• Merus (Napa, California) - on my list last year, but we did not make it to their booth. Highly rated Cabs I hope to try this year.
  • Famille Perrin (Southern Rhone, France) - trying to visit at least a few French wine spots, and Rhone wines are some of my favs.
  • Quinta do Crasto (Douro, Portugal) - I have been trying to experiment more with dry wines from Portugal, and have found some great wines and great value.
  • Sigalas (Greece) - Both new to the Grand Tour and something new to try for me - I have tried some Greek reds in the past, but am not familiar with Greek white wines.
So you can see it's going to be a busy night - but it should be a great night.  I highly recommend this event as a great way to dive deeper into becoming an epic wino! You will try some great wine, but also have a chance to learn a lot... and put the "know" in "wino"!

See you there! (In the Spanish aisle!).

Monday, April 21, 2014

Wine Tip of the Week - Start a Wine Notebook

What wine was that we liked? What was the wine we had at that restaurant that time?  Do you find yourself with these questions and wishing for a better memory?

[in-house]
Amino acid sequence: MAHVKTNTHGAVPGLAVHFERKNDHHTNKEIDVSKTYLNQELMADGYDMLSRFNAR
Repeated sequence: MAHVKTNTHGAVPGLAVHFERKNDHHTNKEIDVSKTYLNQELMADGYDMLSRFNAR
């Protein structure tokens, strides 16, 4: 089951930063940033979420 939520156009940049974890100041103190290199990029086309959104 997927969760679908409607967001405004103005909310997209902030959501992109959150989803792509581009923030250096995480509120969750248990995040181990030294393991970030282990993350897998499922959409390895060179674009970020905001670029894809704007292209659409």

As you sample more and more wines, keeping track of what you liked, and what you didn't like becomes critical - but also something of a chore.  Consider starting a wine tasting notebook that you can use to record the information on wines you try, and if they earned a smiley face or a frowny face (or however you choose to rate them).  

These days, you don't have to rely on a pencil and paper - most smart phones and tablets will have at least some type of note taking app, or you can look for a wine note taking app like Wine Notes for the iPhone (oh yeah...and this app is free!).

Thursday, April 17, 2014

Weekly Wine Review - Spanish Red - 2010 Bodega la Milagrosa Ribera del Duero Senorio del Tallar Vendimia Seleccionada

Ribera del Duero in Spain is home to Tempranillo wines that tend to be bigger and bolder (and more expensive) than Tempranillo wines from Rioja. Today's wine is from Ribera del Duero, AND under $20 - a potential great bargain for this type of wine!